Since 2014, several states, cities, and counties have announced plans to End the Epidemic (EtE), with many more preparing to announce their own initiatives in 2018. In New York, early successes have emerged in the most recent surveillance data (see: "New York State EtE Campaign Update: Successes & Challenges," and several other jurisdictions are seeing the benefits of EtE plan implementation. However, a number of common challenges have become apparent across different jurisdictions. Here, leaders and experts in EtE planning processes share their perspectives on some of the most common roadblocks.
Galvanizing Community-Based Organizations and Avoiding Turf Wars
Community mobilization is at the heart of the EtE process. But galvanizing community leadership is challenging. Advocates may feel skeptical after previous grandiose initiatives produced limited results, or there may be a perception that the community lacks the resources or the ability to exact ambitious change.
"Every group that I've worked with knows their community has unique challenges and is significantly different from any other community that has embarked on the EtE journey," shares Jaron Benjamin, Housing Works' Vice President of Community Mobilization and National Advocacy, who has consulted with several EtE jurisdictions. "But the challenge is that some groups assume that their uniqueness means that they'll never be able to demand action from their government in a meaningful way."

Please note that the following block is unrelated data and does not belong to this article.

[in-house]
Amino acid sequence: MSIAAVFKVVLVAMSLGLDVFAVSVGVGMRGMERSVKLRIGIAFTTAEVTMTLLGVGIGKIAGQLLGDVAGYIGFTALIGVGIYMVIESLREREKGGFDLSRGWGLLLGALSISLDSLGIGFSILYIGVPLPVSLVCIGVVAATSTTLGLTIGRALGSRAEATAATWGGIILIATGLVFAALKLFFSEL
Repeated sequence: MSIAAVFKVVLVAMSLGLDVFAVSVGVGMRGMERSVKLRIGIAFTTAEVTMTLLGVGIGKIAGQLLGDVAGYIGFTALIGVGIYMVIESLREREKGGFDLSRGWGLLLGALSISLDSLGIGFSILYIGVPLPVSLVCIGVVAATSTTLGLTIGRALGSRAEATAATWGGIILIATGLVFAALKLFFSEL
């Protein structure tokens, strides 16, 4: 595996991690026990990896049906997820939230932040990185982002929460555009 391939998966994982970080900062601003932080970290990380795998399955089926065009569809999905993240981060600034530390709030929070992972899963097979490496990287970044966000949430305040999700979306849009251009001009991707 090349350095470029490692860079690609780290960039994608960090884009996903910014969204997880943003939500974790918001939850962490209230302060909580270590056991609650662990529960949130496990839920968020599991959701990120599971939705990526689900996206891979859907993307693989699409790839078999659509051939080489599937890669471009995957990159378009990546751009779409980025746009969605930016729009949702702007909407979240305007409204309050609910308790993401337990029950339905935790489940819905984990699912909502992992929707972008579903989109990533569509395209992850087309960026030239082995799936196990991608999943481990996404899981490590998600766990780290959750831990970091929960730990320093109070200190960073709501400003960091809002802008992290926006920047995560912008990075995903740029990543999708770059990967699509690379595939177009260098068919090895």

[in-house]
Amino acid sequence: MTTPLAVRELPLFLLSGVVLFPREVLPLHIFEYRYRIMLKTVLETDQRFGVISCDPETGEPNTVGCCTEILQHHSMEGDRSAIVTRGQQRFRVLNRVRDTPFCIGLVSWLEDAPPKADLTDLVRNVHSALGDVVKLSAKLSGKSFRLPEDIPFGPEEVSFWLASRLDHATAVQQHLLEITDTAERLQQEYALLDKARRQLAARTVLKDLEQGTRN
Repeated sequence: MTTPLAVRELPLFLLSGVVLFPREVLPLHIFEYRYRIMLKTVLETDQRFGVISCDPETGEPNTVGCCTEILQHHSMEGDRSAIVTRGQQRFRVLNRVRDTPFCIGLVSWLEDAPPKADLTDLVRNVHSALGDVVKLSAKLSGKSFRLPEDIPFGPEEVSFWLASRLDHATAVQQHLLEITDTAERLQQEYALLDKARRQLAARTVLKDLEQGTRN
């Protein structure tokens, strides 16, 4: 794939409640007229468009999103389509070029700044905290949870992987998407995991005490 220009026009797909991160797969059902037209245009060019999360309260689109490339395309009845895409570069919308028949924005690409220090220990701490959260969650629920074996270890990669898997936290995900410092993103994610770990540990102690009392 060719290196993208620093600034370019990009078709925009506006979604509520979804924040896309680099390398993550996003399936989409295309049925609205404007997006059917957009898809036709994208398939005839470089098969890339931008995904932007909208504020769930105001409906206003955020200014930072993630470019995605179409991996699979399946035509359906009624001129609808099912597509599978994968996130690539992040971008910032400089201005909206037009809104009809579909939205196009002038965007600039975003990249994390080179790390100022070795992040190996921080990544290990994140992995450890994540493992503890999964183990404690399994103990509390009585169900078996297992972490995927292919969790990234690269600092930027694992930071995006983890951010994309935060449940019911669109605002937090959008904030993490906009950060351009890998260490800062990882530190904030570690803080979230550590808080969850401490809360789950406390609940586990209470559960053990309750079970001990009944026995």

Related: Ending the Epidemic in Women and Girls in New York (on TheBody)
Decades of competing for scarce resources may also dampen collaboration between community entities that are trying to protect their turf. "That has been a major challenge for the [Ending HIV in Houston] plan," says Venita Ray, Public Policy Manager at Legacy Community Health and one of the leaders of the Houston EtE process. "I believe there is still reluctance to embrace the concept that ending the epidemic is possible, and most entities are still focused on testing and treating and not engaged in strategic discussions addressing the real core issues like racism, poverty, etc. We have had to spend additional time re-starting community engagement via our END work groups and strategic assignments of co-chairs from various community-based organizations (CBOs) to encourage involvement and shared leadership."
John Sapero, Office Chief of the HIV Prevention Program in the Arizona Department of Health Services and a key figure in the Arizona EtE process, highlights the challenges outside of urban areas. "Rural agencies were reluctant to invest the energy without a return. During our planning process, our stakeholders were adamant that we establish regional plans and funding allocations. It was a ton of extra work, but we created three regional plans. The goals and objectives are really no different for each region, but the implementation strategies really capitalize on the strengths of the local CBOs and AIDS service organizations (ASOs). 'By us, for us' strengthened regional collaborations and buy-in."